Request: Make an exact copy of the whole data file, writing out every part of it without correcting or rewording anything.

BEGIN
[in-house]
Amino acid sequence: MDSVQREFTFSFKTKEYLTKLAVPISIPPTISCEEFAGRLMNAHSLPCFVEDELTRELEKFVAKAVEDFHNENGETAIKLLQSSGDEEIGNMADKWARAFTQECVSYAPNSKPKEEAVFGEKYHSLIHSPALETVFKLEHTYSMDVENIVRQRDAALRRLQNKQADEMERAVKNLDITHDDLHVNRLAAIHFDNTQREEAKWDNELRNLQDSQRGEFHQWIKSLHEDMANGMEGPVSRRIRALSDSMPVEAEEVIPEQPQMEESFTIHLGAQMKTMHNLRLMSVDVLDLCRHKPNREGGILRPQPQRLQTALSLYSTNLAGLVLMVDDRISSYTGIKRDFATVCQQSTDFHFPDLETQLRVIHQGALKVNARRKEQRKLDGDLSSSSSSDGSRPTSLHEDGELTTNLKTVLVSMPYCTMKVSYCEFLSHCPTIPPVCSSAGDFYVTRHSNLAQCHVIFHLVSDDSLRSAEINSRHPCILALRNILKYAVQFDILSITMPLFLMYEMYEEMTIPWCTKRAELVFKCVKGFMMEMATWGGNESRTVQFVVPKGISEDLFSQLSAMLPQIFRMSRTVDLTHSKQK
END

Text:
[in-house]
Amino acid sequence: MDSVQREFTFSFKTKEYLTKLAVPISIPPTISCEEFAGRLMNAHSLPCFVEDELTRELEKFVAKAVEDFHNENGETAIKLLQSSGDEEIGNMADKWARAFTQECVSYAPNSKPKEEAVFGEKYHSLIHSPALETVFKLEHTYSMDVENIVRQRDAALRRLQNKQADEMERAVKNLDITHDDLHVNRLAAIHFDNTQREEAKWDNELRNLQDSQRGEFHQWIKSLHEDMANGMEGPVSRRIRALSDSMPVEAEEVIPEQPQMEESFTIHLGAQMKTMHNLRLMSVDVLDLCRHKPNREGGILRPQPQRLQTALSLYSTNLAGLVLMVDDRISSYTGIKRDFATVCQQSTDFHFPDLETQLRVIHQGALKVNARRKEQRKLDGDLSSSSSSDGSRPTSLHEDGELTTNLKTVLVSMPYCTMKVSYCEFLSHCPTIPPVCSSAGDFYVTRHSNLAQCHVIFHLVSDDSLRSAEINSRHPCILALRNILKYAVQFDILSITMPLFLMYEMYEEMTIPWCTKRAELVFKCVKGFMMEMATWGGNESRTVQFVVPKGISEDLFSQLSAMLPQIFRMSRTVDLTHSKQK